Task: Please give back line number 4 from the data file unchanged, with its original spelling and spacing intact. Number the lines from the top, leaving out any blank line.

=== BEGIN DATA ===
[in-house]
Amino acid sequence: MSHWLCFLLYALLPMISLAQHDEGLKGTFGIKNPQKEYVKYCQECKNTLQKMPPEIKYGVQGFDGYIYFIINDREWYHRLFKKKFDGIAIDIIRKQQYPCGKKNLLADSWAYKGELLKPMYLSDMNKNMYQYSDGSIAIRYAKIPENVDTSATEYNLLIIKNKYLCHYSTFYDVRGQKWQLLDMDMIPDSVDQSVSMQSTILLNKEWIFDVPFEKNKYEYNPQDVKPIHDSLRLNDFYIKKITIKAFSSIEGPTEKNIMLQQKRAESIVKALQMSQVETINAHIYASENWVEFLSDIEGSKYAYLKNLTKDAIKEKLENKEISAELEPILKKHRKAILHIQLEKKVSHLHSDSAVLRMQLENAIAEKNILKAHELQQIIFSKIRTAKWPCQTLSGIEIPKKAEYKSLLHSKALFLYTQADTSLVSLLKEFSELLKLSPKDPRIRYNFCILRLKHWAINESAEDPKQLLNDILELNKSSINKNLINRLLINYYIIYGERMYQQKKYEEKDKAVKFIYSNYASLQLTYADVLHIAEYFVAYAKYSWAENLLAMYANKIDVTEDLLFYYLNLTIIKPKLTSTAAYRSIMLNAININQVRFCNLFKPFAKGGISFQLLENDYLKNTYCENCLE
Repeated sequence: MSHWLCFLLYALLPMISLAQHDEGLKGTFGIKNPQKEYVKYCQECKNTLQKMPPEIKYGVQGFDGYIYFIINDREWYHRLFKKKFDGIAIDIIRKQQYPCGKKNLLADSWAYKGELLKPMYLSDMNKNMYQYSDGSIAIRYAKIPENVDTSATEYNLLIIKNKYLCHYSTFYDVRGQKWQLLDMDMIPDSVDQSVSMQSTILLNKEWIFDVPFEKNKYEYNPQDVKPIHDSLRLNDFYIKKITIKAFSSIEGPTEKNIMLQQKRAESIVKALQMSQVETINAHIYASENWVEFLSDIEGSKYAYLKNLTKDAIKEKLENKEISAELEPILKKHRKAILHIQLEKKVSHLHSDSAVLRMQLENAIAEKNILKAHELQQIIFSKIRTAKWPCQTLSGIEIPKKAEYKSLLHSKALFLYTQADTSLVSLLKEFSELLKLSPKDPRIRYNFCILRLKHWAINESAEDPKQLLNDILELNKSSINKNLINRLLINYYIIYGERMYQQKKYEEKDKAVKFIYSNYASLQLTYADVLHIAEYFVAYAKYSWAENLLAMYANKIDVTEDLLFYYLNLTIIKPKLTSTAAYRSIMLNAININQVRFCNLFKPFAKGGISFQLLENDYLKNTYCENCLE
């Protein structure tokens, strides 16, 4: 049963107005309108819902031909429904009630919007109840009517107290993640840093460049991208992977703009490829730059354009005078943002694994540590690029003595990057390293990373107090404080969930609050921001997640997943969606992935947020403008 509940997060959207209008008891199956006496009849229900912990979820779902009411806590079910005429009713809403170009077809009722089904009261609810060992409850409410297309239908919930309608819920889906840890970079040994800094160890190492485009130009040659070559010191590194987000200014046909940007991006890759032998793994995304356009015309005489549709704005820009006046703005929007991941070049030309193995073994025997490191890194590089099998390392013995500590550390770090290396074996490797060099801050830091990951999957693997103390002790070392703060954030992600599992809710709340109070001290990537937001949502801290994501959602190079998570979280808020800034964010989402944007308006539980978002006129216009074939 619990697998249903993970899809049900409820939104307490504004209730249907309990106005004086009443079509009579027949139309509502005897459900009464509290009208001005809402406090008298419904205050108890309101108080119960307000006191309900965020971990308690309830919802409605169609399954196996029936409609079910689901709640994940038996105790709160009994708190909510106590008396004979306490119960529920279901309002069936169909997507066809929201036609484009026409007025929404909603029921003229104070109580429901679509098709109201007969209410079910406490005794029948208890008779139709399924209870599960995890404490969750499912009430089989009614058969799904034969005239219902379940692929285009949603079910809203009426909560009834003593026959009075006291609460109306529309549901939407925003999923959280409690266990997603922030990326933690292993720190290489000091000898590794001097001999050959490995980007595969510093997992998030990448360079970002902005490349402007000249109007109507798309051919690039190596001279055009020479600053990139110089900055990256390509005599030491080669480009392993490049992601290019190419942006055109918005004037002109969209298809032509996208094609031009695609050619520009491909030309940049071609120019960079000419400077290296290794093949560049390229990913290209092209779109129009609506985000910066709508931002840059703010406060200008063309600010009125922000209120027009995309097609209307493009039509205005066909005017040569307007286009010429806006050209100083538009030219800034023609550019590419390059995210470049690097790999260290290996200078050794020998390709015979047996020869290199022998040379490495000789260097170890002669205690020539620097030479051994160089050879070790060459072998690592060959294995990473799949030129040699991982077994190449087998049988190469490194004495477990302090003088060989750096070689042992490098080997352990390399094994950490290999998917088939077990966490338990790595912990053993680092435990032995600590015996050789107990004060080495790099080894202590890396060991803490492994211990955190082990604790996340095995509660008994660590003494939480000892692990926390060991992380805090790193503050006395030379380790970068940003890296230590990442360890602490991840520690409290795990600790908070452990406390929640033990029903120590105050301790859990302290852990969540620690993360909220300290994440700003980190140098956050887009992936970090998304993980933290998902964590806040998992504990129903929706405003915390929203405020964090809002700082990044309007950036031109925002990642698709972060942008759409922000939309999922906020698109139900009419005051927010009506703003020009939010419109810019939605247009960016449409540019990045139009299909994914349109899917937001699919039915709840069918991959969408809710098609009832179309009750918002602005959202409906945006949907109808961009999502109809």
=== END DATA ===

């Protein structure tokens, strides 16, 4: 049963107005309108819902031909429904009630919007109840009517107290993640840093460049991208992977703009490829730059354009005078943002694994540590690029003595990057390293990373107090404080969930609050921001997640997943969606992935947020403008 509940997060959207209008008891199956006496009849229900912990979820779902009411806590079910005429009713809403170009077809009722089904009261609810060992409850409410297309239908919930309608819920889906840890970079040994800094160890190492485009130009040659070559010191590194987000200014046909940007991006890759032998793994995304356009015309005489549709704005820009006046703005929007991941070049030309193995073994025997490191890194590089099998390392013995500590550390770090290396074996490797060099801050830091990951999957693997103390002790070392703060954030992600599992809710709340109070001290990537937001949502801290994501959602190079998570979280808020800034964010989402944007308006539980978002006129216009074939 619990697998249903993970899809049900409820939104307490504004209730249907309990106005004086009443079509009579027949139309509502005897459900009464509290009208001005809402406090008298419904205050108890309101108080119960307000006191309900965020971990308690309830919802409605169609399954196996029936409609079910689901709640994940038996105790709160009994708190909510106590008396004979306490119960529920279901309002069936169909997507066809929201036609484009026409007025929404909603029921003229104070109580429901679509098709109201007969209410079910406490005794029948208890008779139709399924209870599960995890404490969750499912009430089989009614058969799904034969005239219902379940692929285009949603079910809203009426909560009834003593026959009075006291609460109306529309549901939407925003999923959280409690266990997603922030990326933690292993720190290489000091000898590794001097001999050959490995980007595969510093997992998030990448360079970002902005490349402007000249109007109507798309051919690039190596001279055009020479600053990139110089900055990256390509005599030491080669480009392993490049992601290019190419942006055109918005004037002109969209298809032509996208094609031009695609050619520009491909030309940049071609120019960079000419400077290296290794093949560049390229990913290209092209779109129009609506985000910066709508931002840059703010406060200008063309600010009125922000209120027009995309097609209307493009039509205005066909005017040569307007286009010429806006050209100083538009030219800034023609550019590419390059995210470049690097790999260290290996200078050794020998390709015979047996020869290199022998040379490495000789260097170890002669205690020539620097030479051994160089050879070790060459072998690592060959294995990473799949030129040699991982077994190449087998049988190469490194004495477990302090003088060989750096070689042992490098080997352990390399094994950490290999998917088939077990966490338990790595912990053993680092435990032995600590015996050789107990004060080495790099080894202590890396060991803490492994211990955190082990604790996340095995509660008994660590003494939480000892692990926390060991992380805090790193503050006395030379380790970068940003890296230590990442360890602490991840520690409290795990600790908070452990406390929640033990029903120590105050301790859990302290852990969540620690993360909220300290994440700003980190140098956050887009992936970090998304993980933290998902964590806040998992504990129903929706405003915390929203405020964090809002700082990044309007950036031109925002990642698709972060942008759409922000939309999922906020698109139900009419005051927010009506703003020009939010419109810019939605247009960016449409540019990045139009299909994914349109899917937001699919039915709840069918991959969408809710098609009832179309009750918002602005959202409906945006949907109808961009999502109809």